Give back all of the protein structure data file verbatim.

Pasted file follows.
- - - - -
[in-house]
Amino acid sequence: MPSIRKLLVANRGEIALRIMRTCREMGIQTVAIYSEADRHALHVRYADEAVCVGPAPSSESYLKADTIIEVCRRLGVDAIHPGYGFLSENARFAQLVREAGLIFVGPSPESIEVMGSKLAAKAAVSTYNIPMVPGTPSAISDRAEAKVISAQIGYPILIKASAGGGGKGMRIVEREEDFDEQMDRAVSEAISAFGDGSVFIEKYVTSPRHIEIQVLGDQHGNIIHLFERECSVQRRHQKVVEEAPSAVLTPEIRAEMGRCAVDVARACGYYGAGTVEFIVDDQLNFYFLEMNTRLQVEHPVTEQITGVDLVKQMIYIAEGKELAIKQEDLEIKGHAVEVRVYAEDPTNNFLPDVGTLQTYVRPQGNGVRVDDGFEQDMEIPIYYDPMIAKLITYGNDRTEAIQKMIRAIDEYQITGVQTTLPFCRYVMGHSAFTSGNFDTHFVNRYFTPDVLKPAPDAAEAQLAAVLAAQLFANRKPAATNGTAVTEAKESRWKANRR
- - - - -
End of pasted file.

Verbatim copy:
[in-house]
Amino acid sequence: MPSIRKLLVANRGEIALRIMRTCREMGIQTVAIYSEADRHALHVRYADEAVCVGPAPSSESYLKADTIIEVCRRLGVDAIHPGYGFLSENARFAQLVREAGLIFVGPSPESIEVMGSKLAAKAAVSTYNIPMVPGTPSAISDRAEAKVISAQIGYPILIKASAGGGGKGMRIVEREEDFDEQMDRAVSEAISAFGDGSVFIEKYVTSPRHIEIQVLGDQHGNIIHLFERECSVQRRHQKVVEEAPSAVLTPEIRAEMGRCAVDVARACGYYGAGTVEFIVDDQLNFYFLEMNTRLQVEHPVTEQITGVDLVKQMIYIAEGKELAIKQEDLEIKGHAVEVRVYAEDPTNNFLPDVGTLQTYVRPQGNGVRVDDGFEQDMEIPIYYDPMIAKLITYGNDRTEAIQKMIRAIDEYQITGVQTTLPFCRYVMGHSAFTSGNFDTHFVNRYFTPDVLKPAPDAAEAQLAAVLAAQLFANRKPAATNGTAVTEAKESRWKANRR